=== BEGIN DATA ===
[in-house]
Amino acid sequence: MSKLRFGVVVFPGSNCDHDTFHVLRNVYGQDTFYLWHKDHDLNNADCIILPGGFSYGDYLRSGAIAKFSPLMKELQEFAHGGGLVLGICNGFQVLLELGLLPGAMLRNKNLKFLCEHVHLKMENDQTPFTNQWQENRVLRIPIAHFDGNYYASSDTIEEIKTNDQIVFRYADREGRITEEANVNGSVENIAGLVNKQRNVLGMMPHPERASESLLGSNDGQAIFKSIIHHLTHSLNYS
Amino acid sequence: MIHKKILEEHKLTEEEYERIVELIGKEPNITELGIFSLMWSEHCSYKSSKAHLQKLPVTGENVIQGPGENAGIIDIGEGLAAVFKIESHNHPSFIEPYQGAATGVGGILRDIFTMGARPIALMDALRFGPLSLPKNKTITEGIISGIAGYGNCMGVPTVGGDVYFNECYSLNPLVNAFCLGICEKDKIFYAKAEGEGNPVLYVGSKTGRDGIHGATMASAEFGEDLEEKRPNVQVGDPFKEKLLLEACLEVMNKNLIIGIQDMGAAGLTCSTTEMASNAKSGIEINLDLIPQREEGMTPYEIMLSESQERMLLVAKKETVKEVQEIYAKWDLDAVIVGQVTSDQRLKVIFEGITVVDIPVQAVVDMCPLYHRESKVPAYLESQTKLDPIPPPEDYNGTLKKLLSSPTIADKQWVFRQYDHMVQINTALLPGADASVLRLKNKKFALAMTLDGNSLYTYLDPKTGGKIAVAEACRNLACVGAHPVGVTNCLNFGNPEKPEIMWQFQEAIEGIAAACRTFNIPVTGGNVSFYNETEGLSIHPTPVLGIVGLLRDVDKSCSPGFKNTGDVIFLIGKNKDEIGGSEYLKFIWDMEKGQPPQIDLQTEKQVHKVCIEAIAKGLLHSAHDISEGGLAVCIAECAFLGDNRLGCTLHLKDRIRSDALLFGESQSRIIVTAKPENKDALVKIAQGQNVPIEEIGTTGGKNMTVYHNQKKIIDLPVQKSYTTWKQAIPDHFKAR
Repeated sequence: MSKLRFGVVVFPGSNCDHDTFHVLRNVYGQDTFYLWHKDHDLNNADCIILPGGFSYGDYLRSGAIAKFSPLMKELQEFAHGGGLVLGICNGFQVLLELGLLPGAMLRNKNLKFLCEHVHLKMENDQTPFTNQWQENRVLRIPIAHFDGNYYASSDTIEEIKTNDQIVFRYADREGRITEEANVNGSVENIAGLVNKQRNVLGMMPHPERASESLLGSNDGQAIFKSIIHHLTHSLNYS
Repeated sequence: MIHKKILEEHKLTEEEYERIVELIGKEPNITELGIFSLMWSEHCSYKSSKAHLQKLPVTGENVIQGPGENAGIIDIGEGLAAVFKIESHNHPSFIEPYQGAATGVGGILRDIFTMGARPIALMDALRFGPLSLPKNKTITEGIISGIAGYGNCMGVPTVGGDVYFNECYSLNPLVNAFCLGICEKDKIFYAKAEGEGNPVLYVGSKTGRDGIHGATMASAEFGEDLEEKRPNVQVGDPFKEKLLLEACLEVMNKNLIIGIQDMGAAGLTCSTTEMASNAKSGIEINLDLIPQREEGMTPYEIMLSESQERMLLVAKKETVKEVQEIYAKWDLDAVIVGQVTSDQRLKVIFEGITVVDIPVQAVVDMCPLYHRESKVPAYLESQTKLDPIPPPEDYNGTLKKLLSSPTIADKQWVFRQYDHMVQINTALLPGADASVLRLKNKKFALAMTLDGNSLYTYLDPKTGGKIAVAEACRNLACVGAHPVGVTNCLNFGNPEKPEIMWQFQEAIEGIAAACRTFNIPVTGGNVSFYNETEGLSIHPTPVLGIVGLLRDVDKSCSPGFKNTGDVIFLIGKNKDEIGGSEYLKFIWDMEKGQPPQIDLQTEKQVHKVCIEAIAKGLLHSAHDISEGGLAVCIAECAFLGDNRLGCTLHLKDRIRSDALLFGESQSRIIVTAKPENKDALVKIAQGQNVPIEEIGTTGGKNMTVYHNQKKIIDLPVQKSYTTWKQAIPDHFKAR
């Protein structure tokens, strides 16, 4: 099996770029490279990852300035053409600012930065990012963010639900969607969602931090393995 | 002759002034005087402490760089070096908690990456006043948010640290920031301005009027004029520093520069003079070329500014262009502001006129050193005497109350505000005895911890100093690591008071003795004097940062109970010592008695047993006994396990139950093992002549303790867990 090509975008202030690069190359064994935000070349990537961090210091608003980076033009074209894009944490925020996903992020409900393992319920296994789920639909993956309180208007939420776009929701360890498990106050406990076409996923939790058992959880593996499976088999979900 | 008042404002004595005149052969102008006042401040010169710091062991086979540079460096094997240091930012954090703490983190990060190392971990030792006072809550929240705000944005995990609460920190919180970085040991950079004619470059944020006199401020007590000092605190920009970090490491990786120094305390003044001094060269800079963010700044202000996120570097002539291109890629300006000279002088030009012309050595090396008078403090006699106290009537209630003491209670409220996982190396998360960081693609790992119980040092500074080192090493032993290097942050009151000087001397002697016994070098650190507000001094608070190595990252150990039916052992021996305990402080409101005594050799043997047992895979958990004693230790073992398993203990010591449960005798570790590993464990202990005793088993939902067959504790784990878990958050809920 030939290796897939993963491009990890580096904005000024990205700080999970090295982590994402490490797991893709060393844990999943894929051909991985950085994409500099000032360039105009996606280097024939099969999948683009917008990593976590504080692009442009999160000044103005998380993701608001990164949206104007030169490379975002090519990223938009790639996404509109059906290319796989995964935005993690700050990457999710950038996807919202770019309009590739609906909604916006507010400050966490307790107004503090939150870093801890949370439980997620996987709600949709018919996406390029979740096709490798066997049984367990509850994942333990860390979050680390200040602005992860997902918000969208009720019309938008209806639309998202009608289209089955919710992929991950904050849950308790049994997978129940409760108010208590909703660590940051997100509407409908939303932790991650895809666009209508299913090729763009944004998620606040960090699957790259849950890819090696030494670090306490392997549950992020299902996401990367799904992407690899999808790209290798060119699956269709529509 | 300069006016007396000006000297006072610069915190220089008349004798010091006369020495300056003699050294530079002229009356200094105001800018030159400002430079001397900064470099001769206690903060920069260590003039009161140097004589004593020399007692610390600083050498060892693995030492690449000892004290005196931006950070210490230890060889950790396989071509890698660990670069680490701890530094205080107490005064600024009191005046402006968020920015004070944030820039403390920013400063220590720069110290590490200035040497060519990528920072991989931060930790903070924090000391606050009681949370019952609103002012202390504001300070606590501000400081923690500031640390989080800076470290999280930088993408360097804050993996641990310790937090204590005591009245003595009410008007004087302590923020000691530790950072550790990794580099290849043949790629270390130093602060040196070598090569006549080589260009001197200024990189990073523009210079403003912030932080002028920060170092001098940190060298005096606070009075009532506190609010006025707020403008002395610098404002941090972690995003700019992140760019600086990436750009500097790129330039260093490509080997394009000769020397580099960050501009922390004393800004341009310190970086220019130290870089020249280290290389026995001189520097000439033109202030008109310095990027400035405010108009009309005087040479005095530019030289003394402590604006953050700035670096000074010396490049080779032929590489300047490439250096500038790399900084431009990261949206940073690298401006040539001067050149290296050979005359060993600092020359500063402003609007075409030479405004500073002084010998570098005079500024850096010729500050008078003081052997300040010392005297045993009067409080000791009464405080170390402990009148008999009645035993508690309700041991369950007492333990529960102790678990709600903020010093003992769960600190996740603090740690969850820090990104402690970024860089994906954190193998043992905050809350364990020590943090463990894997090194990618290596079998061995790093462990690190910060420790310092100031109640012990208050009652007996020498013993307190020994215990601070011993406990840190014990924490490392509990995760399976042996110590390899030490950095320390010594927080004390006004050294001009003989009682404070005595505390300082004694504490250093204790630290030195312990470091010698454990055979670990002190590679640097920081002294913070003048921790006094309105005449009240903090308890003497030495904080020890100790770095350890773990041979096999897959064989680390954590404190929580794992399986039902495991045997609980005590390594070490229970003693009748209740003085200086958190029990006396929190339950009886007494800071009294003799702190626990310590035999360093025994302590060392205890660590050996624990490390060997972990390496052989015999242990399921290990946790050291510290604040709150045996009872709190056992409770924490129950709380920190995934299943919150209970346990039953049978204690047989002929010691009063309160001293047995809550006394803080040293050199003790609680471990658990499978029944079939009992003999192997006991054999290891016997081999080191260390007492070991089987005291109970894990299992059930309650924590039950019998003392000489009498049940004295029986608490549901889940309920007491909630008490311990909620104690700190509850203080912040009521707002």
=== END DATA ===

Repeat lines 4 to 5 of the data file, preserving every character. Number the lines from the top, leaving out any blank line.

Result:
Repeated sequence: MSKLRFGVVVFPGSNCDHDTFHVLRNVYGQDTFYLWHKDHDLNNADCIILPGGFSYGDYLRSGAIAKFSPLMKELQEFAHGGGLVLGICNGFQVLLELGLLPGAMLRNKNLKFLCEHVHLKMENDQTPFTNQWQENRVLRIPIAHFDGNYYASSDTIEEIKTNDQIVFRYADREGRITEEANVNGSVENIAGLVNKQRNVLGMMPHPERASESLLGSNDGQAIFKSIIHHLTHSLNYS
Repeated sequence: MIHKKILEEHKLTEEEYERIVELIGKEPNITELGIFSLMWSEHCSYKSSKAHLQKLPVTGENVIQGPGENAGIIDIGEGLAAVFKIESHNHPSFIEPYQGAATGVGGILRDIFTMGARPIALMDALRFGPLSLPKNKTITEGIISGIAGYGNCMGVPTVGGDVYFNECYSLNPLVNAFCLGICEKDKIFYAKAEGEGNPVLYVGSKTGRDGIHGATMASAEFGEDLEEKRPNVQVGDPFKEKLLLEACLEVMNKNLIIGIQDMGAAGLTCSTTEMASNAKSGIEINLDLIPQREEGMTPYEIMLSESQERMLLVAKKETVKEVQEIYAKWDLDAVIVGQVTSDQRLKVIFEGITVVDIPVQAVVDMCPLYHRESKVPAYLESQTKLDPIPPPEDYNGTLKKLLSSPTIADKQWVFRQYDHMVQINTALLPGADASVLRLKNKKFALAMTLDGNSLYTYLDPKTGGKIAVAEACRNLACVGAHPVGVTNCLNFGNPEKPEIMWQFQEAIEGIAAACRTFNIPVTGGNVSFYNETEGLSIHPTPVLGIVGLLRDVDKSCSPGFKNTGDVIFLIGKNKDEIGGSEYLKFIWDMEKGQPPQIDLQTEKQVHKVCIEAIAKGLLHSAHDISEGGLAVCIAECAFLGDNRLGCTLHLKDRIRSDALLFGESQSRIIVTAKPENKDALVKIAQGQNVPIEEIGTTGGKNMTVYHNQKKIIDLPVQKSYTTWKQAIPDHFKAR